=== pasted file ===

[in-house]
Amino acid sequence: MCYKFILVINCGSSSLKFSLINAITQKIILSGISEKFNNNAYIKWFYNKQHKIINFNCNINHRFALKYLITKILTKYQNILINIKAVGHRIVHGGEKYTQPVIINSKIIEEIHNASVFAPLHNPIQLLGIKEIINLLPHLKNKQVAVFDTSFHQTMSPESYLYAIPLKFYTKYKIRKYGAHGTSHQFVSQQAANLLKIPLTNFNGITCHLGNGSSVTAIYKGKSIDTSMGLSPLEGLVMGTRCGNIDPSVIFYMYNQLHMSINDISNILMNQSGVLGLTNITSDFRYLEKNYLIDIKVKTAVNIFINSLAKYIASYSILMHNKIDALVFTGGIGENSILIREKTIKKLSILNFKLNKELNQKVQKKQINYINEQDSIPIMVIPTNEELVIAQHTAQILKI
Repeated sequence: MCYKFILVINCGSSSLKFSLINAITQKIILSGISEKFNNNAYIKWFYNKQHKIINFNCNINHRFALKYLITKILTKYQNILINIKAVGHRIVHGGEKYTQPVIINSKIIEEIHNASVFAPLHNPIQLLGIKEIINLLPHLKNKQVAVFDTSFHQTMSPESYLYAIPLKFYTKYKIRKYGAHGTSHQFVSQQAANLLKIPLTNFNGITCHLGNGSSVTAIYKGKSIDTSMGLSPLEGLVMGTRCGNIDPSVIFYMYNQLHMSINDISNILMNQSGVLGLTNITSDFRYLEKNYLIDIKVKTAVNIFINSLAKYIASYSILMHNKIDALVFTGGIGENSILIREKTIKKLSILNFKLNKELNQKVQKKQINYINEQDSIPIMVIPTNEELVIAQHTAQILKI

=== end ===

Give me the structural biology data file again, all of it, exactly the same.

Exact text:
[in-house]
Amino acid sequence: MCYKFILVINCGSSSLKFSLINAITQKIILSGISEKFNNNAYIKWFYNKQHKIINFNCNINHRFALKYLITKILTKYQNILINIKAVGHRIVHGGEKYTQPVIINSKIIEEIHNASVFAPLHNPIQLLGIKEIINLLPHLKNKQVAVFDTSFHQTMSPESYLYAIPLKFYTKYKIRKYGAHGTSHQFVSQQAANLLKIPLTNFNGITCHLGNGSSVTAIYKGKSIDTSMGLSPLEGLVMGTRCGNIDPSVIFYMYNQLHMSINDISNILMNQSGVLGLTNITSDFRYLEKNYLIDIKVKTAVNIFINSLAKYIASYSILMHNKIDALVFTGGIGENSILIREKTIKKLSILNFKLNKELNQKVQKKQINYINEQDSIPIMVIPTNEELVIAQHTAQILKI
Repeated sequence: MCYKFILVINCGSSSLKFSLINAITQKIILSGISEKFNNNAYIKWFYNKQHKIINFNCNINHRFALKYLITKILTKYQNILINIKAVGHRIVHGGEKYTQPVIINSKIIEEIHNASVFAPLHNPIQLLGIKEIINLLPHLKNKQVAVFDTSFHQTMSPESYLYAIPLKFYTKYKIRKYGAHGTSHQFVSQQAANLLKIPLTNFNGITCHLGNGSSVTAIYKGKSIDTSMGLSPLEGLVMGTRCGNIDPSVIFYMYNQLHMSINDISNILMNQSGVLGLTNITSDFRYLEKNYLIDIKVKTAVNIFINSLAKYIASYSILMHNKIDALVFTGGIGENSILIREKTIKKLSILNFKLNKELNQKVQKKQINYINEQDSIPIMVIPTNEELVIAQHTAQILKI